As a novelist, says Anna Burns, her job is “to show up and be present and attend. It’s a waiting process.” She “just had to wait for my characters to tell me their stories.”
(Interview by Alison Flood in The Guardian, 16 Oct ’18)
This obviously worked for Anna Burns as she has just bagged the Booker Prize with her novel Milkman.
I, however, have spent a lifetime waiting for characters to turn up and write themselves into a book but they haven’t done so yet and I’m rather starting to fear they never will. I go to bed having put out my finest stationery but masterpieces come there none. Not so much as a shopping list; not so much as a tweet. Perhaps the characters have used up all their best ideas writing other people’s books. They have no more twists.
On which basis, I’m afraid I’ve made a start without them. I’ve been working my way through my old blogs: saving and printing and reading and somehow I’m going to turn these into a book. Not just a random collection of blogs – a proper book, with a beginning, a middle, an end and a bookmark. As yet, I haven’t quite worked out how but I will. You’ll see.
It’s been an experience in itself, reading through these old blogs. My first – you’ll remember – was on 29th October 2012 so that’s six whole years of blather. The early ones were almost all about Parkinson’s; since my diagnosis in May 2012, I’d been on quite a steep learning curve and it was rather playing on my mind at the time.
Rereading these blogs, I seemed at one stage to be moving towards an understanding of what having Parkinson’s entails. But that was the confidence of the novice: nowadays, I’m much more aware of the diversity of the condition.
I’ve got the tremor-dominant sort of Parkinson’s; there are people who don’t have tremor but do have rigidity, say, or freezing, or balance issues or a hybrid. Our experiences, it was explained at a research update meeting, differ as much as those of people with different sorts of cancer – a key consideration for those brilliant researchers who are working towards a cure, in order to get the right treatment for the right sort of Parkinson’s.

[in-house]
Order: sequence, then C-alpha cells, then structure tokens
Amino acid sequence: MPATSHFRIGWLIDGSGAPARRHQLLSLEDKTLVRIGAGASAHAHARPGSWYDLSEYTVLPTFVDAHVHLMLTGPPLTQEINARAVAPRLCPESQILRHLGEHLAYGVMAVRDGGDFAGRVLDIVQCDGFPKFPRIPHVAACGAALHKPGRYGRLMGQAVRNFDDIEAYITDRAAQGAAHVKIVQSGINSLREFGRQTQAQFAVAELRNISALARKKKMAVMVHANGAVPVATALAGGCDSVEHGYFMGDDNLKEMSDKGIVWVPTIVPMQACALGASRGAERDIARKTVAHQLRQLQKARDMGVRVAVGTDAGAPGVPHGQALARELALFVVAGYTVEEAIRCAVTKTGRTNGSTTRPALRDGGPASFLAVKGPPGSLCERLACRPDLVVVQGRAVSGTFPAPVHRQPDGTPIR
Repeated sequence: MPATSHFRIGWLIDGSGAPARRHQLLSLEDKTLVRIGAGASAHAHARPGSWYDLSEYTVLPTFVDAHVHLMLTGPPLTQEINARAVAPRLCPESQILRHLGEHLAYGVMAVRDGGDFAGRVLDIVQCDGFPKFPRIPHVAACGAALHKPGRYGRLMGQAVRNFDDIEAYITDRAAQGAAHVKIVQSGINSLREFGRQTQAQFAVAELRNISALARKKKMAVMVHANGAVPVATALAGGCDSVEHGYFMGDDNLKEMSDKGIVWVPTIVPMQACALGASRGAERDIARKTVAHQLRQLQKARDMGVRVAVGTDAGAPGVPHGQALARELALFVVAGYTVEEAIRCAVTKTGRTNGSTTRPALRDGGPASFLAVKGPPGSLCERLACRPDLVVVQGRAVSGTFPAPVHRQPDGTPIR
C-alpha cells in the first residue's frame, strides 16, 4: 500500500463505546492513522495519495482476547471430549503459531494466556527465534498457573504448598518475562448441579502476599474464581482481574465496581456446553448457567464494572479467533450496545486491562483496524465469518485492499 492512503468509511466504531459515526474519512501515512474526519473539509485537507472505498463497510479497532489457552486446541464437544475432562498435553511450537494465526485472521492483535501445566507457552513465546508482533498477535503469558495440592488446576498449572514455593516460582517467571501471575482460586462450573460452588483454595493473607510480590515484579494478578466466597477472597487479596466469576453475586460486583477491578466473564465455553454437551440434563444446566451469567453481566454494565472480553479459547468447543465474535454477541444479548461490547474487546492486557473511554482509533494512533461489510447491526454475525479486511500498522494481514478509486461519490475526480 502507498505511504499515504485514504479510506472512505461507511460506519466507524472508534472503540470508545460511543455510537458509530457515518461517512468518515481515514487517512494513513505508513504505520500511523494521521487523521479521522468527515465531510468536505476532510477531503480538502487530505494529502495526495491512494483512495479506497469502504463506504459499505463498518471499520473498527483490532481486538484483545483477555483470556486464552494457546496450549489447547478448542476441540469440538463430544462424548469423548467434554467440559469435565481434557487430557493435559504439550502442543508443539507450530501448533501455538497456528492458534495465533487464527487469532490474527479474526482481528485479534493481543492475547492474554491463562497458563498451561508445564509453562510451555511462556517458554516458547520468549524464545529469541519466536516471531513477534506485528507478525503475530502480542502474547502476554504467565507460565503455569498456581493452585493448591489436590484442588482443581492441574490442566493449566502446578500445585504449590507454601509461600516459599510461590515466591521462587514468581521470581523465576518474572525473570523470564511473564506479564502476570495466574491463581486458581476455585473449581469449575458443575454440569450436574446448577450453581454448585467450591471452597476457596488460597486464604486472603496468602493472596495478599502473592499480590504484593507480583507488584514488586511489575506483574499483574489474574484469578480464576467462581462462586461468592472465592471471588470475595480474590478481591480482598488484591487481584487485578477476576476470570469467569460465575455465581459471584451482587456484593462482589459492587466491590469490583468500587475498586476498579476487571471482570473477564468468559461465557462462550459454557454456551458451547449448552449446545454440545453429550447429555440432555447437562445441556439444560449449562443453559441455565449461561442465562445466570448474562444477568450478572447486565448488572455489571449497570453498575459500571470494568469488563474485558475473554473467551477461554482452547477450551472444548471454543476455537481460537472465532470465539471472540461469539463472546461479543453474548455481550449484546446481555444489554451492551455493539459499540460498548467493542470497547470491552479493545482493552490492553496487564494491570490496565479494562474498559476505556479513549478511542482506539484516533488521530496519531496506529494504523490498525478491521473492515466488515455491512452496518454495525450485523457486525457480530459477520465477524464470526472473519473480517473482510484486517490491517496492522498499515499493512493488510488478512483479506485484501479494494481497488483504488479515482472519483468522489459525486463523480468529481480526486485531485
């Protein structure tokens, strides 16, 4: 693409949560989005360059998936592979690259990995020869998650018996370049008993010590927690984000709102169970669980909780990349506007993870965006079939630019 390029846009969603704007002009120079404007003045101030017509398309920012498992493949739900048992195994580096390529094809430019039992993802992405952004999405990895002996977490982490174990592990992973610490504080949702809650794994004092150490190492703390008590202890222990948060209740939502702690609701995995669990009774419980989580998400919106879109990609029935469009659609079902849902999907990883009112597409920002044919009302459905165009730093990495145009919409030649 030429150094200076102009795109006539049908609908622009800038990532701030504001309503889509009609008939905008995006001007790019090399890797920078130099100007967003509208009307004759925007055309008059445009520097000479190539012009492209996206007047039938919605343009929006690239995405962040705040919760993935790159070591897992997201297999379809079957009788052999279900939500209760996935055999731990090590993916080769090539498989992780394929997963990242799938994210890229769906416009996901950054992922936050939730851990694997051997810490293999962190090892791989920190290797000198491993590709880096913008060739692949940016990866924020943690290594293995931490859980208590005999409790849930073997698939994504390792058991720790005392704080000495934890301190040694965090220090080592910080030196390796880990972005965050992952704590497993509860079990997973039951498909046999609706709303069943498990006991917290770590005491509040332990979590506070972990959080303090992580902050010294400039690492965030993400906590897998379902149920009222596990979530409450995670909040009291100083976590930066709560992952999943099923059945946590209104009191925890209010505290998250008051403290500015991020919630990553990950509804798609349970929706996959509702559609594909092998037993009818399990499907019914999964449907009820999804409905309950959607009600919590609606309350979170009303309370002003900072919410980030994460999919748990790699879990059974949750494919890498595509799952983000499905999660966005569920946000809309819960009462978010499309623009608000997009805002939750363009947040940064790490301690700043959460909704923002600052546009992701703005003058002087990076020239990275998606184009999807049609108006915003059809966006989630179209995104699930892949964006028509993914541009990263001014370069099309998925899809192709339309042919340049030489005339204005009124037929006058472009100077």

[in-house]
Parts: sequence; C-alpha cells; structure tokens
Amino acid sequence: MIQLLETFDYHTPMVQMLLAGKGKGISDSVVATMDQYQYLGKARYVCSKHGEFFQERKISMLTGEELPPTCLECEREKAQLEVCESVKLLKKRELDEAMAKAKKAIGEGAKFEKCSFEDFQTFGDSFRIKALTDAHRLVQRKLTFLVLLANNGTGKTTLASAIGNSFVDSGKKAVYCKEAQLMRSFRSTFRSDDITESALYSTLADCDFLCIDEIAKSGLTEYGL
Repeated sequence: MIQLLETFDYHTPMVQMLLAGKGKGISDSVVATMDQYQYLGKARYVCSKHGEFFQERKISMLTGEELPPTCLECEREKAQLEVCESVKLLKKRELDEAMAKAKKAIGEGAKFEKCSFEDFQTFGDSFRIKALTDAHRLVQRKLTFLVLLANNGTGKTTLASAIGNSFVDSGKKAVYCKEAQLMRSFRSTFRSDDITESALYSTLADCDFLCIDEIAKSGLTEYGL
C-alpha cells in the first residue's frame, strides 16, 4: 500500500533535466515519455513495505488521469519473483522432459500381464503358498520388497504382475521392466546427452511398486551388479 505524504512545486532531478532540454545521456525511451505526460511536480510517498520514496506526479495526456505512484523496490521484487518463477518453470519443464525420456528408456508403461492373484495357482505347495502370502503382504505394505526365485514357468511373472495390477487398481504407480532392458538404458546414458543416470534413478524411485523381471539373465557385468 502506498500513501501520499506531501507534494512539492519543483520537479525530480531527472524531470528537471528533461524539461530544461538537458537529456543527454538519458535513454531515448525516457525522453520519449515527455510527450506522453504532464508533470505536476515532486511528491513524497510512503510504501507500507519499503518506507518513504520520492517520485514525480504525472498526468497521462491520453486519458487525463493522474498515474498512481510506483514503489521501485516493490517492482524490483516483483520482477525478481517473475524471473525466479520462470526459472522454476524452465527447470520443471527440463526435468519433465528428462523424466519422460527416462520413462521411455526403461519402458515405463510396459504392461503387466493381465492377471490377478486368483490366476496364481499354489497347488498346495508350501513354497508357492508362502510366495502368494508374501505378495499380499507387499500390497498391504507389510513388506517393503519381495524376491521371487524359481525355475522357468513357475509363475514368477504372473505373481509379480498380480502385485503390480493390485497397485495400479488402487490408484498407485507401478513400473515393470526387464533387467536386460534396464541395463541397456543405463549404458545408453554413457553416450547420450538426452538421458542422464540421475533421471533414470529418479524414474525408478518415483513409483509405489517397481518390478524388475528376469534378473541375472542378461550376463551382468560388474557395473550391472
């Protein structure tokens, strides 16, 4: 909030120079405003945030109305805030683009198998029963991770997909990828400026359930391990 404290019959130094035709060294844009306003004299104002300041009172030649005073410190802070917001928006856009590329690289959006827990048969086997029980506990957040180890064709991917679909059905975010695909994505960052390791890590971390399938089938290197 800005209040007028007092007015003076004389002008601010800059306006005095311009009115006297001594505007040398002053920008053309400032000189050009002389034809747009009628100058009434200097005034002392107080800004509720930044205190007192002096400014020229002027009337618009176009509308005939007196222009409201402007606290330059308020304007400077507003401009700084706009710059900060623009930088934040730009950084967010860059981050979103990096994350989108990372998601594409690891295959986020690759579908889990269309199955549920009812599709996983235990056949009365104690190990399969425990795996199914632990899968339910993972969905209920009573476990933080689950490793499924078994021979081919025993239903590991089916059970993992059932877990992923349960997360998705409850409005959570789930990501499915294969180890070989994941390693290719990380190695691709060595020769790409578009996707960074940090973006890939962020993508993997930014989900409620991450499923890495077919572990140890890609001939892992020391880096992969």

Digressing for a moment, if you’re interested in delving into the science of Parkinson’s, there’s an excellent blog called, um, The Science of Parkinson’s. The blog is the work of Dr Simon Stott, who works for the Cure Parkinson’s Trust and posts “regular updates on what is happening in the world of Parkinson’s research, explaining the science behind the new discoveries, keeping you up to date with clinical trial results, and introducing you to some of the people doing the research.” The blog is well-written with welcome humour and bags of scientific detail. It’s also very regularly updated.
Pardon? Unlike some blogs you can mention?
Well, that’s a bit of a sore subject. I rather resent you bringing it up, actually. Churlish, I call it. I’ve changed my mind, now, about reminding you of the cornucopia of delights contained in my non-Parkie blogs; a positive paradise of pleasure. You’ll just have to wait for the book. Should be along soon.
Shall we have a sing while we wait?